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Elisei
July 20th, 2009, 03:49 PM
Hi there,

Is there a way to recover used up memory after running a process that (very likely) has a memory leak?
More specifically, the process is a PHP script that uses fgets() to read in a text file line by line. It seams that the buffer used by fgets() is never released after the process finishes or if the process is killed.

Maybe there is some sort of utility like 'free' that would actually perform the garbage collection to free up the ram ?

Thanks!

tht00
July 20th, 2009, 04:59 PM
Hi there,

Is there a way to recover used up memory after running a process that (very likely) has a memory leak?
More specifically, the process is a PHP script that uses fgets() to read in a text file line by line. It seams that the buffer used by fgets() is never released after the process finishes or if the process is killed.

Maybe there is some sort of utility like 'free' that would actually perform the garbage collection to free up the ram ?

Thanks!

Killing the process should free up any memory used by that process.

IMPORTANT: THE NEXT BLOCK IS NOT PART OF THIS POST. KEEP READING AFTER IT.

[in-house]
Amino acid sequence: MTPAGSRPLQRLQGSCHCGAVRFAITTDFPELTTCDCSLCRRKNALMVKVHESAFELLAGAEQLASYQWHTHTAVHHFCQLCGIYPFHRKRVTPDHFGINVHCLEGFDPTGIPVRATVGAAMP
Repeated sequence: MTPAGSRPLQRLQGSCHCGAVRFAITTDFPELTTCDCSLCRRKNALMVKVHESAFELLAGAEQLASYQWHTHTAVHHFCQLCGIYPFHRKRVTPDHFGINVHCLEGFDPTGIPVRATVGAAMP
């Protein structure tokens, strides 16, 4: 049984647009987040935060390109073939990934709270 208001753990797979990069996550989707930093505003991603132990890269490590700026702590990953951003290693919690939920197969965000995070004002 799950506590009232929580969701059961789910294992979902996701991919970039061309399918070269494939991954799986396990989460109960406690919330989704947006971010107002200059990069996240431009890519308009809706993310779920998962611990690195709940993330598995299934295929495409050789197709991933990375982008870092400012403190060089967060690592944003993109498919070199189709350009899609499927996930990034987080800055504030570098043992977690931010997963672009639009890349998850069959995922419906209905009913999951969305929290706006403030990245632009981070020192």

stroyan
July 20th, 2009, 05:34 PM
Almost all memory used by a program is allocated by stack, heap, or mmap calls. It is only accessible to the program that allocates it and direct descendants that fork or clone without any exec. That memory is always released back to the system when the last process that can access it exits.

Some programs allocate shared memory that can be accessed by other processes. Such memory may outlive the process that creates it. It may be used by other processes that know the id for the memory.
See http://www.kernel.org/doc/man-pages/online/pages/man7/shm_overview.7.html for a discussion of the posix shared memory and System V shared memory mechanisms. Removing posix shared memory segments can be done on linux using file system operations on /dev/shm. Removing System V shared memory segments can be done with ipcs and ipcrm commands. But it is difficult to know whether a remaining shared memory segment is leaked or is left behind intentionally for other programs to read information from later. A programmer that uses such shared memory should provide some tools to manage the shared memory in case of an abnormal termination. (But almost no one does that.)